Analog, March 2007

Karl Schroeder. Queen of Candesce. Pt I of IV.

First part of a serialisation.

Amy Bechtel. Trucks.

Amy Bechtel’s name against this story caused a horrid flashback for me, back to the April 2004 issue of Analog, specifically the cover. Normally having a cover illustration specific to your story would be a cause for celebration for an author, but that cover….

Shrugging that off, what of this story? Bechtel uses the technique of taking a situation and flip-flopping it, with the intent that the negative image will highlight something not seen in the usual image. Bechtel’s society is one in which the norm is to have Asperger’s Syndrome and other autistic spectrum disorders, able to do instant mathematical calculations, but unable to read facial expressions. The protagonist has a son, labelled ‘slow’ and unable to attend mainstream school, on account of not being able to handle maths. But she realises that he can read facial expressions, and her challenge is to ensure that he is not overly disadvantaged in the future.

And that’s essentially it – this premise is fleshed out over a few pages, but a story needs a bit more than just an initial premise to satisfy this reader.

David Bartell. Misquoting the Moon.

An earth-killer asteroid is closing in on our planet, and a lucky few have places on the far side of the moon from which they hope to hide from the worst of the impact. One such is Ted Hathaway, spending his time on the African veldt culling elephants (he’s rationalised the need to do this). He’s got a spare place on the Moon, with the intention of luring his ex-wife back into his arms. However, it transpires that she’d rather expire on Earth than living on the moon with this elephant-shootin’ hunter, and Ted offers the spare place to his right-hand man Hendrik Izaaks (hunters of Ted’s ilk seem to have right-hand men, perhaps on account of it getting lonely out on the veldt).

But the dilemma for Hendrik is that he’s got a wife and a child with HIV. Should he take the opportunity Ted offers, which offers not only a personal future, but a future for his mixed-race DNA, which will otherwise, like the elephants, not survive the impact?

Michael Shara and Jack McDevitt. Cool Neighbours.

Kristi Lang and Greg Cooper appeared in ‘Lighthouse’ (Analog April 2006) in which a mountainside moment of epiphany had Kristi make a conceptual scientific leap. Some time later both are in Earth orbit, with Greg keeping a close secret to his chest. However, the secret may remain hidden as he discovers that a previously unknown level of hard radiation riding a gravity wave is heading their way, about to kill him, and potentially kill others – Kristi has to take steps to save tourists nearby, with Greg unsaveable, despite her best endeavours. However, the story ends on an upbeat note, as Kristi reveals (as is her wont) her/Greg’s scientific blockbuster – in her own teasing way … drumroll ….. a near-neighbour brown dwarf with planets showing signs of life.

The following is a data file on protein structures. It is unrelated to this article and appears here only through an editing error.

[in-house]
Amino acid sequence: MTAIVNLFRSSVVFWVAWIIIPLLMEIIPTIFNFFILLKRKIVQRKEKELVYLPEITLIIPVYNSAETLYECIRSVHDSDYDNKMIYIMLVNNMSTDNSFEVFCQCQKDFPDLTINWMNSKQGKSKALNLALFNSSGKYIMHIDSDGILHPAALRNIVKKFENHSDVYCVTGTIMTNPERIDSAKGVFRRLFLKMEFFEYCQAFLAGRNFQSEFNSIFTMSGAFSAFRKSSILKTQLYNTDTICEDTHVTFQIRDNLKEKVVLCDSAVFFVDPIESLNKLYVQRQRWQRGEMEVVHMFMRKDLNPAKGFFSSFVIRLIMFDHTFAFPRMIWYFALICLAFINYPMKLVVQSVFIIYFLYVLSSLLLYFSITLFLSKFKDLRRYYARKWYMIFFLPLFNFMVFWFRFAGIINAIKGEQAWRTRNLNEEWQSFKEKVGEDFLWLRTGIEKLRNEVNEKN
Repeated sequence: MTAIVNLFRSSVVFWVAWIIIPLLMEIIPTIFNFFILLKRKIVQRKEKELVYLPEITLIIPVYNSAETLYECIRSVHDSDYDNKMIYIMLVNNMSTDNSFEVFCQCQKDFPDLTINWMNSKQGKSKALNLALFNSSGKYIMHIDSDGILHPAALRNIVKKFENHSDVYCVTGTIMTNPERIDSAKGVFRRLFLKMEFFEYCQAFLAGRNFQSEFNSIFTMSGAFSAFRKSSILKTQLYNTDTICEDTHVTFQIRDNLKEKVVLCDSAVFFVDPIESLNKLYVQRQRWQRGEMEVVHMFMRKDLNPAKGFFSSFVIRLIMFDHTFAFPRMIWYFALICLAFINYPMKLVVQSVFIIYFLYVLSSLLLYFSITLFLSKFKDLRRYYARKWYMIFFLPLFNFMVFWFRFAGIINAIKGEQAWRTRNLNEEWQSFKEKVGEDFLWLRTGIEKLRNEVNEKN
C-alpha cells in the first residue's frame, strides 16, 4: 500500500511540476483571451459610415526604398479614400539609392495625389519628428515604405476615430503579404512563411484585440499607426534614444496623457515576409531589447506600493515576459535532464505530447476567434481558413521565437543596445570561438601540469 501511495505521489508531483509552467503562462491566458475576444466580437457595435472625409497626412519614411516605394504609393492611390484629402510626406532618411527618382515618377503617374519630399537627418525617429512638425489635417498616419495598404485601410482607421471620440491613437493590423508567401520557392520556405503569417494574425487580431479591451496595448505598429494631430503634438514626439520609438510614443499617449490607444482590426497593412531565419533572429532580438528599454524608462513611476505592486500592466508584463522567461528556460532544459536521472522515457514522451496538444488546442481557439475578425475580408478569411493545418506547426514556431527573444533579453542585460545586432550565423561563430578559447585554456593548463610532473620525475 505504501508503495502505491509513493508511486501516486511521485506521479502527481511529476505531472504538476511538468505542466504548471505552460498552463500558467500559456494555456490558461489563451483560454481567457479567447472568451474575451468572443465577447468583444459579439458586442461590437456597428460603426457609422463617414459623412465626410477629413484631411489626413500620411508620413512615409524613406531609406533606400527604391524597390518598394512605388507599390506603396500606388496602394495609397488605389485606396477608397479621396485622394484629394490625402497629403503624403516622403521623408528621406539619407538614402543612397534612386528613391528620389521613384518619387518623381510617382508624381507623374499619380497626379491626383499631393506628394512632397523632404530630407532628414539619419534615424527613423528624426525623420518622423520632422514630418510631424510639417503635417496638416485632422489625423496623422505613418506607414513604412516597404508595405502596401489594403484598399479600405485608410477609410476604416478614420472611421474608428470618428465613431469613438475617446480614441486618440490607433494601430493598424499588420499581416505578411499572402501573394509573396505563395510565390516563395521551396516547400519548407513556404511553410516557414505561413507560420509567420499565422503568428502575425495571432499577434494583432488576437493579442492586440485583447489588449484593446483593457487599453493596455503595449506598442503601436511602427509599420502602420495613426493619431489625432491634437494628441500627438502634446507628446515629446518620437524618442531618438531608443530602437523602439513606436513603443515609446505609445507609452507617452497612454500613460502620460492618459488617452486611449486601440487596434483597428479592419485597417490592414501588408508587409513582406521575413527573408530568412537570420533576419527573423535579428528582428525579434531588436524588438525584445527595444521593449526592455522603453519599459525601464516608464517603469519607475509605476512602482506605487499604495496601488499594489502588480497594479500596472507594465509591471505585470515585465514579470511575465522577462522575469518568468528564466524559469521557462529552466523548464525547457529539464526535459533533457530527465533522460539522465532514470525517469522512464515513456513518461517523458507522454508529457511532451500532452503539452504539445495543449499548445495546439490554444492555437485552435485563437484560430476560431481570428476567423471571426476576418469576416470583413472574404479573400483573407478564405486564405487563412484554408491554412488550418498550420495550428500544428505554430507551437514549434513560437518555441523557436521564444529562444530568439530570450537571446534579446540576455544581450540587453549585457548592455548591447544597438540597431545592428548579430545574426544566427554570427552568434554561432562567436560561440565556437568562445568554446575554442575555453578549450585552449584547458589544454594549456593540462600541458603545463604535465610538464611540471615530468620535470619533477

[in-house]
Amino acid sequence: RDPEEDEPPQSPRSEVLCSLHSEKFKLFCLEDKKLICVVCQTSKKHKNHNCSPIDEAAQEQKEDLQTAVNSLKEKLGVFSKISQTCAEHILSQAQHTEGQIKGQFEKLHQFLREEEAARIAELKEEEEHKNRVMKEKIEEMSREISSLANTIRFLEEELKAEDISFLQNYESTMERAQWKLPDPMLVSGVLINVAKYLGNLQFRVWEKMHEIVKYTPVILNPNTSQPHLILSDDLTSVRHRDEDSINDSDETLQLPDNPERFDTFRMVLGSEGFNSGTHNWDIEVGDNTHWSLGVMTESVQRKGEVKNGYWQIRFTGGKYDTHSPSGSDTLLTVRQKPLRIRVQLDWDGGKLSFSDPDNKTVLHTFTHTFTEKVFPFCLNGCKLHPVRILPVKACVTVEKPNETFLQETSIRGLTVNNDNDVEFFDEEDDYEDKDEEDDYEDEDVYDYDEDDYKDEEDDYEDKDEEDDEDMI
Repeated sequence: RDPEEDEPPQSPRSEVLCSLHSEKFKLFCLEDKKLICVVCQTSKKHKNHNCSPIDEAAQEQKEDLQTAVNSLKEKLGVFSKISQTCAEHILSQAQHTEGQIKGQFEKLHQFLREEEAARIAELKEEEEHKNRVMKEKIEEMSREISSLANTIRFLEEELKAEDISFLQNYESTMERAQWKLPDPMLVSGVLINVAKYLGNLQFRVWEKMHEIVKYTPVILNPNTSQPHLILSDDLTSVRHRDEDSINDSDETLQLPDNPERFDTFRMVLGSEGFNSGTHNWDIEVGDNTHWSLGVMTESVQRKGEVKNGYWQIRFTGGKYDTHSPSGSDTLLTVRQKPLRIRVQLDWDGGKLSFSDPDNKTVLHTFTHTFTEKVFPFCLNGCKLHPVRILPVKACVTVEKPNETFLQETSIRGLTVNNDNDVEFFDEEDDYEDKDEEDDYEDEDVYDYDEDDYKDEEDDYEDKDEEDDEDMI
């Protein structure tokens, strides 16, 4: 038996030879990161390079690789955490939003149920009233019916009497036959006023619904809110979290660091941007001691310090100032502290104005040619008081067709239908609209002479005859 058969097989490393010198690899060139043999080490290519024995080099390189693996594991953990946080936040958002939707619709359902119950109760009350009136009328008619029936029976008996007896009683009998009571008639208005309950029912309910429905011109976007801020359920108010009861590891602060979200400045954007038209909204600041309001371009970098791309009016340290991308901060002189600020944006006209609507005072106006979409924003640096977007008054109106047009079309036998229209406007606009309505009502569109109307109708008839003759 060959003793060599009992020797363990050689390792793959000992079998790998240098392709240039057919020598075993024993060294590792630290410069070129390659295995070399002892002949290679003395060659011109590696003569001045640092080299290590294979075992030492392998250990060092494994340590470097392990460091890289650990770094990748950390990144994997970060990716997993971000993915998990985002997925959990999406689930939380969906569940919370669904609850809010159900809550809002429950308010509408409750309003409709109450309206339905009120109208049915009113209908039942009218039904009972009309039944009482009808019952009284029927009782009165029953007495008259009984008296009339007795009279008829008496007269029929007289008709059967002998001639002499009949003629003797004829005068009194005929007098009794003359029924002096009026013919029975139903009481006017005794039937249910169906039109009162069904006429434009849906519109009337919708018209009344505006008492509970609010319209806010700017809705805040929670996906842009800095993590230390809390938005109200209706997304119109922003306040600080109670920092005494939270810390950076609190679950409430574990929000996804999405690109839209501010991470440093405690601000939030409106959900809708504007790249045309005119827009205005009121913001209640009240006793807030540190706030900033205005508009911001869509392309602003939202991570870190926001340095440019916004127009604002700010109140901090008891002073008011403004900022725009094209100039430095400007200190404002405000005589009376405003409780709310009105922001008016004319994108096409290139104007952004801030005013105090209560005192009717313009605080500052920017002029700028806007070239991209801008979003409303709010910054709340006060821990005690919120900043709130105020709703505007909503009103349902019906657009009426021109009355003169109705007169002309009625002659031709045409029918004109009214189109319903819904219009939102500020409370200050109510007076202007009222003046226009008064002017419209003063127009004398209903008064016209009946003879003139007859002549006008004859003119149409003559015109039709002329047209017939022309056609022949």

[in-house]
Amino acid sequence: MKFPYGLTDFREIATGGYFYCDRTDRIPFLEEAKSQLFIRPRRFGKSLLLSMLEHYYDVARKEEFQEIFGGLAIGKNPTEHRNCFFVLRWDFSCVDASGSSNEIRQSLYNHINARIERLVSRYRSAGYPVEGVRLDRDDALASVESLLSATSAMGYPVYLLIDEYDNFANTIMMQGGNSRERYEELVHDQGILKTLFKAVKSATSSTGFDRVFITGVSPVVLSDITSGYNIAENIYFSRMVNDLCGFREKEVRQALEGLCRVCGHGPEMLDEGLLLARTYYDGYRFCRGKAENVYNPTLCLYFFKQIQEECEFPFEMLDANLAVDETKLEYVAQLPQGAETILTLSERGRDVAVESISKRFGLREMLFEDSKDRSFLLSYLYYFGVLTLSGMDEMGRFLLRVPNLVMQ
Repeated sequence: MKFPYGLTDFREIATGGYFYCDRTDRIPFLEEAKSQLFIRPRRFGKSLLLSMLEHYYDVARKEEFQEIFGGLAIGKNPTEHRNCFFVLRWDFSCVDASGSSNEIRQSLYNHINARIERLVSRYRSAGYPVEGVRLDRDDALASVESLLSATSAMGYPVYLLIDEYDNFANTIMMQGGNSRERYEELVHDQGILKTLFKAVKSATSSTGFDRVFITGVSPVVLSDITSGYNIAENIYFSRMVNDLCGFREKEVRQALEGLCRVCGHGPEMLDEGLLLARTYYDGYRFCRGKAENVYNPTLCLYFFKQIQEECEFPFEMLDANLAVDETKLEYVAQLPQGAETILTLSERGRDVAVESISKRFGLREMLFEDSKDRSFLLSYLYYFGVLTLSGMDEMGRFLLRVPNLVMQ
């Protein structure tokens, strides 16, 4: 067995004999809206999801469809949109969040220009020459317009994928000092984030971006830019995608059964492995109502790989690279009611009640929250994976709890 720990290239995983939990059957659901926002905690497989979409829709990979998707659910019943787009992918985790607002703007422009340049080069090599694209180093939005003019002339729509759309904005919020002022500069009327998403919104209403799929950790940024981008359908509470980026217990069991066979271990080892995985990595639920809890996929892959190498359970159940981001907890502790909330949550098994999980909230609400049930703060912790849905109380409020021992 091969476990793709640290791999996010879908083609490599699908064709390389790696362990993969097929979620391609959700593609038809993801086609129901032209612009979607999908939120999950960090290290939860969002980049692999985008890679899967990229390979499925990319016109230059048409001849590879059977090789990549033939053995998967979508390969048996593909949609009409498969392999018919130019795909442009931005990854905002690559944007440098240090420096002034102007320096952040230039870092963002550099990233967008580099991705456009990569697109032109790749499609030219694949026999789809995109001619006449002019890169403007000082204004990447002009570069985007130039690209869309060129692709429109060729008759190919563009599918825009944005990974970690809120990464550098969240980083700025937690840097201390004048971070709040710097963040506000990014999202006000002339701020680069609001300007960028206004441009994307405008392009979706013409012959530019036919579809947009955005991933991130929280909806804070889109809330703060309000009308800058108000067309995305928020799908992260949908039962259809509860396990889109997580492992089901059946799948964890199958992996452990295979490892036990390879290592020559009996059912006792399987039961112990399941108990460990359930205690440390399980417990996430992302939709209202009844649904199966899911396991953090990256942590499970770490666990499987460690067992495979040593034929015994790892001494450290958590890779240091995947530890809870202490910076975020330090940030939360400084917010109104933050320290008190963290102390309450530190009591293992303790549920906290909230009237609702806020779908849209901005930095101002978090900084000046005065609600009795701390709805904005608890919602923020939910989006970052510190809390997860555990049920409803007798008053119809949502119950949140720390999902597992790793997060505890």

C. Sanford Lowe and G. David Nordley. The Small Pond.

In ‘Kremer’s Limit’ (Analog Jul/Aug 2006) feisty scientist Hilda Kremer overcomes political opposition to ensure the Black Hole project goes forward.

‘Imperfect Gods’ (Analog Dec 2006) saw Hilda arrive on Groombridge 34A and have to overcome political opposition to ensure that the Black Hole project goes further forward.

In this story, Hilda Kremer’s feisty scientific sister has to overcome political opposition to, er, ensure that the Black Hole Project goes further forward.

Having overcome that opposition, however, Liz has to decide whether to risk all in saving a colleague who is onplanet with a big asteroid about to hit. This colleague is a lover, whom she used to ‘achieve her own erotic nirvana’. I can understand the writers being more comfortable with the kind of language that was doubtless risque 50 years ago, but it feels a bit outdated for 2007!

There’s a stereotyped Australian, (g’day mate), some awkward co-incidences (the captain of the spaceship she’s travelling on is the brother of someone she’s just had a run-in with), and some heavy-handed male scientists using their position to get their wicked way with women, and women who comply with these requirements fairly readily, which just don’t sit right in a story set 200 years hence.

Conclusion.

Nothing to trouble the award panels, but if you’re in the Analog comfortzone, then this issue will keep you there.

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